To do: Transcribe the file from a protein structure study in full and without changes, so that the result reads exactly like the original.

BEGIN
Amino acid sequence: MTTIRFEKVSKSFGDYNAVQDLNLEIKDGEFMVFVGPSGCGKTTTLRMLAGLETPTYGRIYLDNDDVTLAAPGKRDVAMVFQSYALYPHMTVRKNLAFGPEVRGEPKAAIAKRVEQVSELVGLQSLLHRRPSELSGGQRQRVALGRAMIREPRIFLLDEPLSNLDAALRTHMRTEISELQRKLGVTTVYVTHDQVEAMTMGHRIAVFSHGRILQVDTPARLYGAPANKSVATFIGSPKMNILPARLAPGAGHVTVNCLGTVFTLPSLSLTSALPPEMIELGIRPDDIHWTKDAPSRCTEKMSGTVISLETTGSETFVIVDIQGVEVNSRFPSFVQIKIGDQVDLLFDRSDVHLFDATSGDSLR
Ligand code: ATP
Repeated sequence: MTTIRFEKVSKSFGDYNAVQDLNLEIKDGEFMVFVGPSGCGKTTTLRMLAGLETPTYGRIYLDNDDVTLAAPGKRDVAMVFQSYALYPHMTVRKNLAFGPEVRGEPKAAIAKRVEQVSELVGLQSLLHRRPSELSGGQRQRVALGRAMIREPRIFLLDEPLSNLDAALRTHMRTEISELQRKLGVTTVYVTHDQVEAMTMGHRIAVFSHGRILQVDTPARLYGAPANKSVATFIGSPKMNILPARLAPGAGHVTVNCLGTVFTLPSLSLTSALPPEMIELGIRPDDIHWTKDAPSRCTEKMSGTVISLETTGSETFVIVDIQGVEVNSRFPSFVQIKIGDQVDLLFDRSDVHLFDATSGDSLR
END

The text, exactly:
Amino acid sequence: MTTIRFEKVSKSFGDYNAVQDLNLEIKDGEFMVFVGPSGCGKTTTLRMLAGLETPTYGRIYLDNDDVTLAAPGKRDVAMVFQSYALYPHMTVRKNLAFGPEVRGEPKAAIAKRVEQVSELVGLQSLLHRRPSELSGGQRQRVALGRAMIREPRIFLLDEPLSNLDAALRTHMRTEISELQRKLGVTTVYVTHDQVEAMTMGHRIAVFSHGRILQVDTPARLYGAPANKSVATFIGSPKMNILPARLAPGAGHVTVNCLGTVFTLPSLSLTSALPPEMIELGIRPDDIHWTKDAPSRCTEKMSGTVISLETTGSETFVIVDIQGVEVNSRFPSFVQIKIGDQVDLLFDRSDVHLFDATSGDSLR
Ligand code: ATP
Repeated sequence: MTTIRFEKVSKSFGDYNAVQDLNLEIKDGEFMVFVGPSGCGKTTTLRMLAGLETPTYGRIYLDNDDVTLAAPGKRDVAMVFQSYALYPHMTVRKNLAFGPEVRGEPKAAIAKRVEQVSELVGLQSLLHRRPSELSGGQRQRVALGRAMIREPRIFLLDEPLSNLDAALRTHMRTEISELQRKLGVTTVYVTHDQVEAMTMGHRIAVFSHGRILQVDTPARLYGAPANKSVATFIGSPKMNILPARLAPGAGHVTVNCLGTVFTLPSLSLTSALPPEMIELGIRPDDIHWTKDAPSRCTEKMSGTVISLETTGSETFVIVDIQGVEVNSRFPSFVQIKIGDQVDLLFDRSDVHLFDATSGDSLR